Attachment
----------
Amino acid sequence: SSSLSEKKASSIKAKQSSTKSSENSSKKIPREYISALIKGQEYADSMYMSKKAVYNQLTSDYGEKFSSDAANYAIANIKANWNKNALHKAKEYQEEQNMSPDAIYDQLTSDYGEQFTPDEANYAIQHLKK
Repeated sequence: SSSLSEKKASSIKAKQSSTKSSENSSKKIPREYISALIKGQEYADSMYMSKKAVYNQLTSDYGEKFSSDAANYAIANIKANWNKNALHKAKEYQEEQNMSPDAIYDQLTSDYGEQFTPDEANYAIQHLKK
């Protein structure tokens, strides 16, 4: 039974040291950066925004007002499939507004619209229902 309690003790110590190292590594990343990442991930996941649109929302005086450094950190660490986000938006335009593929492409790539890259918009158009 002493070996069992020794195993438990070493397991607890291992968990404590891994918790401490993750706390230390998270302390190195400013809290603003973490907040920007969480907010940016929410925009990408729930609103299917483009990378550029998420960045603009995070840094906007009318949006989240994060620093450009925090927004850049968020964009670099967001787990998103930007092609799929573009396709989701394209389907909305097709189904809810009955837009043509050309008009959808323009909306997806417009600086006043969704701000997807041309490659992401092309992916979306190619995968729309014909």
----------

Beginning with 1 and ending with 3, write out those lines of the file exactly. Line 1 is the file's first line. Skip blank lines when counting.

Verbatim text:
Amino acid sequence: SSSLSEKKASSIKAKQSSTKSSENSSKKIPREYISALIKGQEYADSMYMSKKAVYNQLTSDYGEKFSSDAANYAIANIKANWNKNALHKAKEYQEEQNMSPDAIYDQLTSDYGEQFTPDEANYAIQHLKK
Repeated sequence: SSSLSEKKASSIKAKQSSTKSSENSSKKIPREYISALIKGQEYADSMYMSKKAVYNQLTSDYGEKFSSDAANYAIANIKANWNKNALHKAKEYQEEQNMSPDAIYDQLTSDYGEQFTPDEANYAIQHLKK
């Protein structure tokens, strides 16, 4: 039974040291950066925004007002499939507004619209229902 309690003790110590190292590594990343990442991930996941649109929302005086450094950190660490986000938006335009593929492409790539890259918009158009 002493070996069992020794195993438990070493397991607890291992968990404590891994918790401490993750706390230390998270302390190195400013809290603003973490907040920007969480907010940016929410925009990408729930609103299917483009990378550029998420960045603009995070840094906007009318949006989240994060620093450009925090927004850049968020964009670099967001787990998103930007092609799929573009396709989701394209389907909305097709189904809810009955837009043509050309008009959808323009909306997806417009600086006043969704701000997807041309490659992401092309992916979306190619995968729309014909």